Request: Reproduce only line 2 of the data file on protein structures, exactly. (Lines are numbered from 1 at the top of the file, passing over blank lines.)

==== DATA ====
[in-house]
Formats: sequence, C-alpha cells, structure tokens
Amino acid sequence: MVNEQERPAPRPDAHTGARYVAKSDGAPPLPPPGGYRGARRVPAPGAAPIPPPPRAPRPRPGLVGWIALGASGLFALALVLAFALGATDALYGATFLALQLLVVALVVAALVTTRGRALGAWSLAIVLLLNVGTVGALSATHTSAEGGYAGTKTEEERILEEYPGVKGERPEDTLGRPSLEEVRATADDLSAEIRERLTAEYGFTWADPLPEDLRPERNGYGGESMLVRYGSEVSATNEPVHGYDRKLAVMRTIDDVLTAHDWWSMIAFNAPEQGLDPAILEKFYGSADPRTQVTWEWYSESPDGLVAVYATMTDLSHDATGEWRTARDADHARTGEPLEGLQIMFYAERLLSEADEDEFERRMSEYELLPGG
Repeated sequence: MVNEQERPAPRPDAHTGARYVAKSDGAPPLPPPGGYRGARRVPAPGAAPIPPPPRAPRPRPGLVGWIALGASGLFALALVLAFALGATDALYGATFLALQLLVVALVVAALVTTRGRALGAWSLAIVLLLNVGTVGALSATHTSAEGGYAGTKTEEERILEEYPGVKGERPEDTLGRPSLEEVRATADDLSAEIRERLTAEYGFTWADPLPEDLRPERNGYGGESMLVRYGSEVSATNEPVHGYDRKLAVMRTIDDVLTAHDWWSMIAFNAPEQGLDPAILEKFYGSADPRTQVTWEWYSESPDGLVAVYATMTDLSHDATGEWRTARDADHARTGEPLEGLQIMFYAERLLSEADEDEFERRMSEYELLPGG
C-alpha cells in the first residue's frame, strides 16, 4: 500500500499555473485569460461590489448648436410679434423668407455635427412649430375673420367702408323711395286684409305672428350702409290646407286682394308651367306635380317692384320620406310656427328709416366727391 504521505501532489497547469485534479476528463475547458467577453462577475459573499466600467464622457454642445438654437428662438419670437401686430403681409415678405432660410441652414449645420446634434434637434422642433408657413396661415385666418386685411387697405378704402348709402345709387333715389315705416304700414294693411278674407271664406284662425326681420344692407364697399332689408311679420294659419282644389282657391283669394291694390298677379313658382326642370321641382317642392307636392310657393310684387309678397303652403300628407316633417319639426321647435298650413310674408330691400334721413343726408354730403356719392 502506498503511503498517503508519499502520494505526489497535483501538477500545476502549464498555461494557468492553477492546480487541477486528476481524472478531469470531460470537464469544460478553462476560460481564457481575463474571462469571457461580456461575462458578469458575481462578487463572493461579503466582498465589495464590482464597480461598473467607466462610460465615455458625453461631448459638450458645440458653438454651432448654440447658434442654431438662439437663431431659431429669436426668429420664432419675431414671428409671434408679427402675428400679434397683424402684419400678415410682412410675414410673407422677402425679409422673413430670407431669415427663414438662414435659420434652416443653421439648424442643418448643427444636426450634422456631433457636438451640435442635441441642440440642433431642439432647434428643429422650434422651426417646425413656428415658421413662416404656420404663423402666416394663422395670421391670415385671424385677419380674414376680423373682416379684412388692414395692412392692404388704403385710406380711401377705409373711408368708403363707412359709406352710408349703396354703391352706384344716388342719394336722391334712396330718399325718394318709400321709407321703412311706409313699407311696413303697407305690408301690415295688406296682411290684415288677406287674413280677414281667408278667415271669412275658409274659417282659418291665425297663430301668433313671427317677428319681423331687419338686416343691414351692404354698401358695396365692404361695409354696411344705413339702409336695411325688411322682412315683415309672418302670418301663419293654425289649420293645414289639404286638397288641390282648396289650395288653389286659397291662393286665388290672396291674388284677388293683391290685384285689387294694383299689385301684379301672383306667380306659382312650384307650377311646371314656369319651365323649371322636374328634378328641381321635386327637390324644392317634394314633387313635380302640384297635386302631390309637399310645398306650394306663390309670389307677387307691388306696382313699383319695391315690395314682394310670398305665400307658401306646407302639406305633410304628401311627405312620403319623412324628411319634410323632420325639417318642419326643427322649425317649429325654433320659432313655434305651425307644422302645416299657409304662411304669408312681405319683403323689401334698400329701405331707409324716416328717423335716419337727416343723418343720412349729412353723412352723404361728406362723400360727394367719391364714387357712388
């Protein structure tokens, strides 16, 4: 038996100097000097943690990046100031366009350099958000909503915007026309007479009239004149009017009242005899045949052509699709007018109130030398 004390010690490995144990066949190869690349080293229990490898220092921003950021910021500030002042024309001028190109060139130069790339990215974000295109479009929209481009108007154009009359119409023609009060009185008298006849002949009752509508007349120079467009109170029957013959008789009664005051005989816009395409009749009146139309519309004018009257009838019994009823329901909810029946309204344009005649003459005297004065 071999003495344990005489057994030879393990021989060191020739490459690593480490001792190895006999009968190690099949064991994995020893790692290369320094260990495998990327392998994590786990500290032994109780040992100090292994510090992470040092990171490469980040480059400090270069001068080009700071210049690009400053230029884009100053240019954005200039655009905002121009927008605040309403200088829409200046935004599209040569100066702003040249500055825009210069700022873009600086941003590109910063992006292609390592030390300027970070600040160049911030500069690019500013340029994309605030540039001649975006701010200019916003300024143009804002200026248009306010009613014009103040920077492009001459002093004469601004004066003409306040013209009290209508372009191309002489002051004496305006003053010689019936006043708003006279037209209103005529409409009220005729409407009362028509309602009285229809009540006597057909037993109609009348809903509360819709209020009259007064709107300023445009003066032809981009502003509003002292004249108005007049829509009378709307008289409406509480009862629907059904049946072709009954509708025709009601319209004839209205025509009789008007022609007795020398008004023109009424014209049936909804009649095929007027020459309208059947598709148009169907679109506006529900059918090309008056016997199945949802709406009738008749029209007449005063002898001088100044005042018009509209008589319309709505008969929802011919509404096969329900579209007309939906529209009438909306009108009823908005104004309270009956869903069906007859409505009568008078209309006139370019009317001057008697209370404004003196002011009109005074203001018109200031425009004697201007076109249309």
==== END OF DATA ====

Formats: sequence, C-alpha cells, structure tokens